420 U.S. 546 (1975), 73-1004, Southeastern Promotions, Ltd. v. Conrad
|Docket Nº:||No. 73-1004|
|Citation:||420 U.S. 546, 95 S.Ct. 1239, 43 L.Ed.2d 448|
|Party Name:||Southeastern Promotions, Ltd. v. Conrad|
|Case Date:||March 18, 1975|
|Court:||United States Supreme Court|
Argued October 17, 1974
CERTIORARI TO THE UNITED STATES COURT OF APPEALS
FOR THE SIXTH CIRCUIT
Petitioner, a promoter of theatrical productions, applied to respondents, members of a municipal board charged with managing a city auditorium and a city leased theater, to present a musical production at the theater. Upon the basis of outside reports from which it concluded that the production would not be "in the best interest of the community," respondents rejected the application. Petitioner's subsequent motion for a preliminary injunction was denied following a hearing by the District Court, which did not review the merits of respondents' decision but concluded that petitioner had not met the burden of proving irreparable injury. Petitioner then sought a permanent injunction permitting it to use the auditorium. Several months later, respondents filed their first responsive pleading, and the District Court, after a three-day hearing on the content of the musical, concluded that the production contained obscene conduct not entitled to First Amendment protection, and denied injunctive relief. The Court of Appeals affirmed.
1. Respondents' denial of use of the municipal facilities for the production, which was based on the board members' judgment of the musical's content, constituted a prior restraint. Shuttlesworth v. Birmingham, 394 U.S. 147; Cantwell v. Connecticut, 310 U.S. 296. Pp. 552-558.
2. A system of prior restraint "avoids constitutional infirmity only if it takes place under procedural safeguards designed to obviate the dangers of a censorship system," Freedman v. Maryland, 380 U.S. 51, 58, viz., (1) the burden of instituting judicial proceedings, and of proving that the material is unprotected, [95 S.Ct. 1241] must rest on the censor; (2) any restraint before judicial review can be imposed only for a specified brief period and only to preserve the status quo; and (3) a prompt judicial determination must be assured. Since those safeguards in several respects were lacking here, respondents' action violated petitioner's First Amendment rights. Pp. 558-562.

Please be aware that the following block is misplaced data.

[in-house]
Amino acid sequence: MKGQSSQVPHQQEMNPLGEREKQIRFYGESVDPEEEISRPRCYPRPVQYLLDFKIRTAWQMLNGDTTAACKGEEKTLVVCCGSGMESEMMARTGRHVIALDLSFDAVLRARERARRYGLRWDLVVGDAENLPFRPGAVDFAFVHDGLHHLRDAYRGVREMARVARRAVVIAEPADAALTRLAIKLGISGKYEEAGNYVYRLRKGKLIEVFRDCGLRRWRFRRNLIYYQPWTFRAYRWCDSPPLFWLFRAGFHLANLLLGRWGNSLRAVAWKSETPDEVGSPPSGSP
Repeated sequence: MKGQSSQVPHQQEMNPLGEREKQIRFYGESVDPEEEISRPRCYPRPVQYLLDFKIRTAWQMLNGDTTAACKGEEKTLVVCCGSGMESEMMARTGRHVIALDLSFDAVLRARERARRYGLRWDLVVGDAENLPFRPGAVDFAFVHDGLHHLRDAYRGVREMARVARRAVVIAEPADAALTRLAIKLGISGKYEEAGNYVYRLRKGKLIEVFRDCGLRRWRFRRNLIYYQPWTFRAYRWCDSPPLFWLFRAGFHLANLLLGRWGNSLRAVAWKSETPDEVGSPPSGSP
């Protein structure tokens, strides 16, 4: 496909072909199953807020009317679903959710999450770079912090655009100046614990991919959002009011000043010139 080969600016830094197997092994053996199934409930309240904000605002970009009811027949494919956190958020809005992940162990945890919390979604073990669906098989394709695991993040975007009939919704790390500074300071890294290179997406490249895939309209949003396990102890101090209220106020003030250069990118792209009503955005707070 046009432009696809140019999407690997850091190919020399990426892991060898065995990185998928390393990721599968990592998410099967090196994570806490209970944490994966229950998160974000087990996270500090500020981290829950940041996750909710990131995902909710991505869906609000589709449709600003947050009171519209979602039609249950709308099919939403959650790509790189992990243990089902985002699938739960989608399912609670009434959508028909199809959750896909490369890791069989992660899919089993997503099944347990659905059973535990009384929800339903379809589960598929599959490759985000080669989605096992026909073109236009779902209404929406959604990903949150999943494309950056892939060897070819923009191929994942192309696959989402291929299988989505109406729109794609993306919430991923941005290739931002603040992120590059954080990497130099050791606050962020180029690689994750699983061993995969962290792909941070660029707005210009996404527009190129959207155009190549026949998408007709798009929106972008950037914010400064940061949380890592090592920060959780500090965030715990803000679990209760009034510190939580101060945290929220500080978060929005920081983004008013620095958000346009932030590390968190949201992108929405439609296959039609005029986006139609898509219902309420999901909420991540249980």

486 F.2d 894, reversed.
BLACKMUN, J, delivered the opinion of the Court, in which BRENNAN, STEWART, MARSHALL, and POWELL, JJ., joined. DOUGLAS, J., filed an opinion dissenting in part and concurring in the result in part, post, p. 563. WHITE, J., filed a dissenting opinion, in which BURGER, C.J., joined, post, p. 564. REHNQUIST, J., filed a dissenting opinion, post, p. 570.
BLACKMUN, J., lead opinion
MR. JUSTICE BLACKMUN delivered the opinion of the Court.
The issue in this case is whether First Amendment rights were abridged when respondents denied petitioner the use of a municipal facility in Chattanooga, Tenn. for the showing of the controversial rock musical "Hair." It is established, of course, that the Fourteenth Amendment has made applicable to the States the First Amendment's guarantee of free speech. Douglas v. City of Jeannette, 319 U.S. 157, 162 (1943).
Petitioner, Southeastern Promotions, Ltd., is a New York corporation engaged in the business of promoting and presenting theatrical productions for profit. On October 29, 1971, it applied for the use of the Tivoli, a privately owned Chattanooga theater under long-term lease to the city, to present "Hair" there for six days beginning November 23. This was to be a road company showing of the musical that had played for three
years on Broadway, and had appeared in over 140 cities in the United States.1
Respondents are the directors of the Chatanooga Memorial Auditorium, a municipal theater.2 Shortly after receiving Southeastern's application, the directors met, and, after a brief discussion, voted to reject it. None of them had seen the play or read the script, but they understood from outside reports that the musical, as produced elsewhere, involved nudity and obscenity on stage. Although no conflicting engagement was scheduled for the Tivoli, respondents determined that the production would not be "in the best interest of the community." Southeastern was so notified, but no written statement of reasons as provided.
On November 1, petitioner, alleging that respondents' action abridged its First Amendment rights, sought a preliminary
injunction from the United States District Court for the Eastern District of Tennessee. Respondents did not then file an answer to the complaint.3 A hearing was held on November [95 S.Ct. 1242] 4. The District Court took evidence as to the play's content, and respondent Conrad gave the following account of the board's decision:
We use the general terminology in turning down the request for its use that we felt it was not in the best interest of the community, and I can't speak beyond that. That was the board's determination.